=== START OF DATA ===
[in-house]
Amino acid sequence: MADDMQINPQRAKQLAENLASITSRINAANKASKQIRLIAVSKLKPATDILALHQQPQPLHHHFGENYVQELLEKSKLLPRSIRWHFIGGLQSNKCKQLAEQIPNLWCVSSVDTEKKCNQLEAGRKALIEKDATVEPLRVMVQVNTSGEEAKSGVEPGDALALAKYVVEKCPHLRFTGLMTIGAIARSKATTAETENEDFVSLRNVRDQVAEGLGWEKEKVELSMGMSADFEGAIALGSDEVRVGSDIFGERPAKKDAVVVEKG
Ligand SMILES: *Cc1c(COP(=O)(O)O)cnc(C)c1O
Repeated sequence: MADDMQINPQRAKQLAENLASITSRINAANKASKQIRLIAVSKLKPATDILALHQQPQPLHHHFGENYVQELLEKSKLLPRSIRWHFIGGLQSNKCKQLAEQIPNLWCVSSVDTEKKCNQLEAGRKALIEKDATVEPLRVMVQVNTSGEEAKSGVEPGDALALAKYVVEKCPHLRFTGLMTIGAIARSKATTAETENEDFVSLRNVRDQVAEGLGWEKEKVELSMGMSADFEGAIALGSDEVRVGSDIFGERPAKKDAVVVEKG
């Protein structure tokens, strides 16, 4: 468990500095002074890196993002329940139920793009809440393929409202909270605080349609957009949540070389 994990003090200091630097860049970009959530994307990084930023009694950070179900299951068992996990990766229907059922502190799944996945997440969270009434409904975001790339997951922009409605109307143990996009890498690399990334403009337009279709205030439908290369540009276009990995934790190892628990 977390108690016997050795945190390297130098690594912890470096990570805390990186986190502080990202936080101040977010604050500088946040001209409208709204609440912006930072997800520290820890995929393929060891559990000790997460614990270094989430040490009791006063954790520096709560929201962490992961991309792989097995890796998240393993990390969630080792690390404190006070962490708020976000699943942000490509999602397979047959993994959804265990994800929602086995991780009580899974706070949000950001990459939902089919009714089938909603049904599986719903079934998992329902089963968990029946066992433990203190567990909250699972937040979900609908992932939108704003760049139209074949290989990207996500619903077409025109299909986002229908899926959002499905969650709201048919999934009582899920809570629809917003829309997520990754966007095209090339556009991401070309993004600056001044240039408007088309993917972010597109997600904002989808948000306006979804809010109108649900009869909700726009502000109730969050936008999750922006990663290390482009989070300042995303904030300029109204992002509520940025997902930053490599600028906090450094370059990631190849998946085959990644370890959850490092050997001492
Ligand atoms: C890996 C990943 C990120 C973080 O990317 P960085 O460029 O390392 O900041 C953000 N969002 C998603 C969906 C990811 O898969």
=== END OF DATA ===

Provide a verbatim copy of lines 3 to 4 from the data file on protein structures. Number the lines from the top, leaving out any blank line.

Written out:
Ligand SMILES: *Cc1c(COP(=O)(O)O)cnc(C)c1O
Repeated sequence: MADDMQINPQRAKQLAENLASITSRINAANKASKQIRLIAVSKLKPATDILALHQQPQPLHHHFGENYVQELLEKSKLLPRSIRWHFIGGLQSNKCKQLAEQIPNLWCVSSVDTEKKCNQLEAGRKALIEKDATVEPLRVMVQVNTSGEEAKSGVEPGDALALAKYVVEKCPHLRFTGLMTIGAIARSKATTAETENEDFVSLRNVRDQVAEGLGWEKEKVELSMGMSADFEGAIALGSDEVRVGSDIFGERPAKKDAVVVEKG